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The social war

David Flatman

I sent my beloved agent a message a few weeks ago and asked her to think carefully and objectively about whether or not I could get away with deleting my social media accounts. She rightly detected that my tone was a serious one and got to working out what I have and how much of what I have comes directly – or indeed indirectly – from social media.

When our diarised touching of bases came to pass, it was a succinct phone call: “No.”

Now, if you followed me on Instagram, you’d probably not know that I work in rugby. You might assume I am an amateur barbecue enthusiast who never actually went to work. On Twitter, though, conversations are often more pointed and opinions, for whatever reason, seem infinitely more plentiful. That is its beauty but also its curse.

I don’t hate all of social media; I actually love lots of it. I do not receive much abuse online, though what does pop up I really don’t like at all. I often feel unable to walk away without biting, with the consequence being a dip in mood and a visible shortening of my temper which, in turn, affects my time with my children and my ability to enjoy the rest of my day. I’ve had one or two folks try to generate Twitter pile-ons (one of whom was a mate who dressed it up with a ‘lol’ that fooled nobody) with their sole aim being my virtual cancellation and public obliteration but, thankfully, I remain a sufficiently small fish in an ocean of Twitter opinion.

My iPhone and the little apps within it draw me in; their algorithms control me, they own me. My addiction is low level, but I would not claim it to be under control because, frankly, it isn’t.

My two daughters are thrilled that I am approaching (at the time of writing) 100,000 followers on Twitter, yet it makes me feel mildly ashamed. I won’t pretend the shame is any more intense than this, as that would be disingenuous, but I certainly do not regard this apparent, synthetic milestone as any achievement whatsoever.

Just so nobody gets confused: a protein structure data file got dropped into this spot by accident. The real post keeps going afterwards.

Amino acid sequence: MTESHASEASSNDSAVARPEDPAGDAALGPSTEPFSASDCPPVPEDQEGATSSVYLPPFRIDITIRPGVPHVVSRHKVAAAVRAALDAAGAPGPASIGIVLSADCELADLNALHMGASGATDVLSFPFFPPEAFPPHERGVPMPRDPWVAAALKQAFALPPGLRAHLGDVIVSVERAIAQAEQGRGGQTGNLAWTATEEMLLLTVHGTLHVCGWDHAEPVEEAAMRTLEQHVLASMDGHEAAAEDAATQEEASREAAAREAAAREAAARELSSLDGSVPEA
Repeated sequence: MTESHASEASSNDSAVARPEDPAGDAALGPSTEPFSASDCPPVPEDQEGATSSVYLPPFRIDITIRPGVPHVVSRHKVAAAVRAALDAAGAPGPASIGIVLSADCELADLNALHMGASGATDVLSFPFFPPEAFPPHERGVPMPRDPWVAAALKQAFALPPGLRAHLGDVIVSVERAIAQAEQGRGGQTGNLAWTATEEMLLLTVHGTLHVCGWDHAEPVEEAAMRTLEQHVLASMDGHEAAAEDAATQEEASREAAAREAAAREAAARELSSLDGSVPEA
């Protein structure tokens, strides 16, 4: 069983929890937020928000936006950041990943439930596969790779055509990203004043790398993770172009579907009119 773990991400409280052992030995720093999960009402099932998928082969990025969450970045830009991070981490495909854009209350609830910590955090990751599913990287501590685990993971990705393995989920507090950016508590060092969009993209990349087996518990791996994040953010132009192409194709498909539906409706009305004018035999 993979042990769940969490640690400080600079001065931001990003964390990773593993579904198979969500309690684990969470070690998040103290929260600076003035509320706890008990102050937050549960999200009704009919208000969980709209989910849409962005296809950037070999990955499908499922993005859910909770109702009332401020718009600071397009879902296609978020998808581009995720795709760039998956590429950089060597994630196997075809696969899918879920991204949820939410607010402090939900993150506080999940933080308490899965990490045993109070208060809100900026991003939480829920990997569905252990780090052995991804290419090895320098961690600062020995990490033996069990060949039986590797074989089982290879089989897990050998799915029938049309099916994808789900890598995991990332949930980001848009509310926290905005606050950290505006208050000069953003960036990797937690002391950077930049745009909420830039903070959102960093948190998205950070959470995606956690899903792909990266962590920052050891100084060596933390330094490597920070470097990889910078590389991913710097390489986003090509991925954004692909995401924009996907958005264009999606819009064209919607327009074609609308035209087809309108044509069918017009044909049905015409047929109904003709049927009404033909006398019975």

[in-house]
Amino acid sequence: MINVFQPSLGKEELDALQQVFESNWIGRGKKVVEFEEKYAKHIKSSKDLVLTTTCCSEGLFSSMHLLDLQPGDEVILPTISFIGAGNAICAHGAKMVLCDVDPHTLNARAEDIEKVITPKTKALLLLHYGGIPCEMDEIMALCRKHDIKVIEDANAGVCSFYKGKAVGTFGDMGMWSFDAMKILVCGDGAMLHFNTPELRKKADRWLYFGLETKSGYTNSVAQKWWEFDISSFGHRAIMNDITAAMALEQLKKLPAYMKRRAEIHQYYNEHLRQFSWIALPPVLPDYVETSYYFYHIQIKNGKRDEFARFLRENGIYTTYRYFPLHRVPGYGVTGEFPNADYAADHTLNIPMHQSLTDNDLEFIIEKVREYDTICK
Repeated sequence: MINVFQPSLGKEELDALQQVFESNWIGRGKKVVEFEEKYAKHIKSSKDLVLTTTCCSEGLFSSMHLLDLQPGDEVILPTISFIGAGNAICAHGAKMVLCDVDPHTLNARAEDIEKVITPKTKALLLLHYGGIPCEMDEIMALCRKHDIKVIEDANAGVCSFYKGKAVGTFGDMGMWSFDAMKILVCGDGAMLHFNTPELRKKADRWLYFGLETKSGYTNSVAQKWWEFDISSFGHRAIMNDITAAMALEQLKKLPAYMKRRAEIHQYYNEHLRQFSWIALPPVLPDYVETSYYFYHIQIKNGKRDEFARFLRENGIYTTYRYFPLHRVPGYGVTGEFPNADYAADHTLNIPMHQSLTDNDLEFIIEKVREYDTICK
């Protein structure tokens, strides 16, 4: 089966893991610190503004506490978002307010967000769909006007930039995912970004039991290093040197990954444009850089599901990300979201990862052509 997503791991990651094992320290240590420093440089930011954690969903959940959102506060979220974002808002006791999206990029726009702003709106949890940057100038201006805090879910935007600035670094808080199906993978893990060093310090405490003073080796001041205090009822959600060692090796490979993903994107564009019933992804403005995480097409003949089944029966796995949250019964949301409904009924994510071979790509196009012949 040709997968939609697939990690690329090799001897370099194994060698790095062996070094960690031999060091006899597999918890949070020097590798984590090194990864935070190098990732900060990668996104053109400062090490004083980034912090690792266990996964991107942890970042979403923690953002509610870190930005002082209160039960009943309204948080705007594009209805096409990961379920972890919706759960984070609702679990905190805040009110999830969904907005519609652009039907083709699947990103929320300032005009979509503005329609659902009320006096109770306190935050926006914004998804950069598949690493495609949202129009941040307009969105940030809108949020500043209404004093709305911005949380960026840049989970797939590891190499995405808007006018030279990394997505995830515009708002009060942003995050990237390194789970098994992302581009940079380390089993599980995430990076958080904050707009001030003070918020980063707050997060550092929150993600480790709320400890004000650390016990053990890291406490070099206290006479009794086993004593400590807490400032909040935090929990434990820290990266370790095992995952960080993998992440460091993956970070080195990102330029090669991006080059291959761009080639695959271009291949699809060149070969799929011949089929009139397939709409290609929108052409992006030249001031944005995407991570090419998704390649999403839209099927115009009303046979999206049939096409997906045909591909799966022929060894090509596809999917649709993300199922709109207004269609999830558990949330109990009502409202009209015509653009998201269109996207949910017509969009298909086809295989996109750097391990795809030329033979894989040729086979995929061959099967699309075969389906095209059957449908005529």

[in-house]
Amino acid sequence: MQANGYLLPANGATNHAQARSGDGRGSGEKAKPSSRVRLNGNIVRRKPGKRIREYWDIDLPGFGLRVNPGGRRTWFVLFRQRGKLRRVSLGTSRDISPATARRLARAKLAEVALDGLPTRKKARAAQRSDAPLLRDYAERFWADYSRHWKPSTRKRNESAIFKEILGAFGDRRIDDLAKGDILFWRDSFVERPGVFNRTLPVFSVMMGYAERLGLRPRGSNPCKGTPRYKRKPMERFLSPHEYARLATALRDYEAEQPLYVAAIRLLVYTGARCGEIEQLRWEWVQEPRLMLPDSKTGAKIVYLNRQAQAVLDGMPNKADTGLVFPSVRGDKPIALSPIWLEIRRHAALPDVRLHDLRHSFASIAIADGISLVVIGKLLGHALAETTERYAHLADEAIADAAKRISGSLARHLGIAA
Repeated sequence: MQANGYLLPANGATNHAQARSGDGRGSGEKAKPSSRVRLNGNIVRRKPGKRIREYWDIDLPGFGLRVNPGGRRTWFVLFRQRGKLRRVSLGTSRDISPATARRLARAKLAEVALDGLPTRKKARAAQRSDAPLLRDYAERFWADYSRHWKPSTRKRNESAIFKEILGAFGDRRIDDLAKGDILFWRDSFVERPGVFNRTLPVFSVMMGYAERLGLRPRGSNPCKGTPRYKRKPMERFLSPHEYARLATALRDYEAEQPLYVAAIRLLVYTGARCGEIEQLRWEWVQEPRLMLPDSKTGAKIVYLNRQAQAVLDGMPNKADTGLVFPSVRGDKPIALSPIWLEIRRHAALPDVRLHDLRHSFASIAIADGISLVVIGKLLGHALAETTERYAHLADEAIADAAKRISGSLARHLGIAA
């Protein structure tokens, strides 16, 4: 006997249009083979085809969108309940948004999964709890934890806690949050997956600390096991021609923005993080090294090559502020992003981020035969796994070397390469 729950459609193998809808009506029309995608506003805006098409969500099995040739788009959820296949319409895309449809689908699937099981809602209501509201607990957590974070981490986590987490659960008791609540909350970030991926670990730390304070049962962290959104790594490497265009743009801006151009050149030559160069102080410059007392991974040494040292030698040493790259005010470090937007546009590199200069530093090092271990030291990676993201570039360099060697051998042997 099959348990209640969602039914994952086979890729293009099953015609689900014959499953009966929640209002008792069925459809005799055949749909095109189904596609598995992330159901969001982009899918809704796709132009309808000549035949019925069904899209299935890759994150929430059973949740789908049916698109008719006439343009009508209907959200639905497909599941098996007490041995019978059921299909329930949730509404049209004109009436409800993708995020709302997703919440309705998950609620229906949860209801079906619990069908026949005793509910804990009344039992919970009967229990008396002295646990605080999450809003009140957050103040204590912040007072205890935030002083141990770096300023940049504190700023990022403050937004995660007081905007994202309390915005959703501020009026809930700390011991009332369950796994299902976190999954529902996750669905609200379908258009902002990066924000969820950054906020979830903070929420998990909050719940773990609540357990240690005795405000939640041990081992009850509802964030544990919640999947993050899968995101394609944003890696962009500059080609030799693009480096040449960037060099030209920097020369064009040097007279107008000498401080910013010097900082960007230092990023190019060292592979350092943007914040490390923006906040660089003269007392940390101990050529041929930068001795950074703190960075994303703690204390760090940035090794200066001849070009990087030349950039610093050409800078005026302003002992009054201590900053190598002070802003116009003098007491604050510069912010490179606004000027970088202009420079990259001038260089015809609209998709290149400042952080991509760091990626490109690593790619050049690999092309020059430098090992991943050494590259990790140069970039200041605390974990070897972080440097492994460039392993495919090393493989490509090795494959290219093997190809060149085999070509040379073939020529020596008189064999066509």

It is incredibly valuable to me, though, so to dismiss it as an arbitrary figure would be both ignorant and frankly naïve. My playing career was no great shakes, but what has seen me do whatever I’ve done in retirement has been entirely down to my having both something to say and the ability to say it with clarity. Being a commentator does not, despite what some may presume, require a stratospheric level of knowledge; it does require a sizeable amount, but it has as much to do with your communication skills as it is to do with how much you know.

David Flatman
David Flatman has carved out a successful commentary career following his playing days (Photo by Tony Marshall/Getty Images)

To this end, there is an unwritten obligation for me regularly to offer views on the sport’s pressing matters, which is fine, but it is a pull. My iPhone and the little apps within it draw me in; their algorithms control me, they own me. My addiction is low level, but I would not claim it to be under control because, frankly, it isn’t. Twitter and Instagram steal me away from those whom I hold dearest and that is what I hate most of all. Well, that and knowing it’s happening and not ripping myself away which, as a pretty self-aware adult, leads to repeated micro-doses of disappointment in myself being dripped via chemical release into my endorphin-addicted brain.  

There are many sides to the social-media-versus-real-life conversation, and I indeed often find myself feeling envious of friends who have forged successful careers in banking or charities or teaching; they just go to work then go home again and they don’t have Stuart from Suffolk telling them they’re crap, annoying or inexcusably wrong. They’re invisible, I imagine, and all the more fortunate for it.

This fun and these fees and these gifts only come about because I have a social media presence, so it’s a catch-22. Delete the apps and it all falls away, probably very quickly.

I work with some brands that I genuinely love – and whose employees have become real friends – and what I do for them (for me) isn’t difficult. In fact, it’s fun. I get paid to have a giggle, or I’m given ’freebies’ (there’s no such thing, believe me) that save me having to buy things and I know how lucky this makes me. But this fun and these fees and these gifts only come about because I have a social media presence, so it’s a catch-22. Delete the apps and it all falls away, probably very quickly. This doesn’t mean the brands don’t like me, it just means that nobody will see the content they are paying to create. I dig the work, require a wage and need the social. It’s that simple.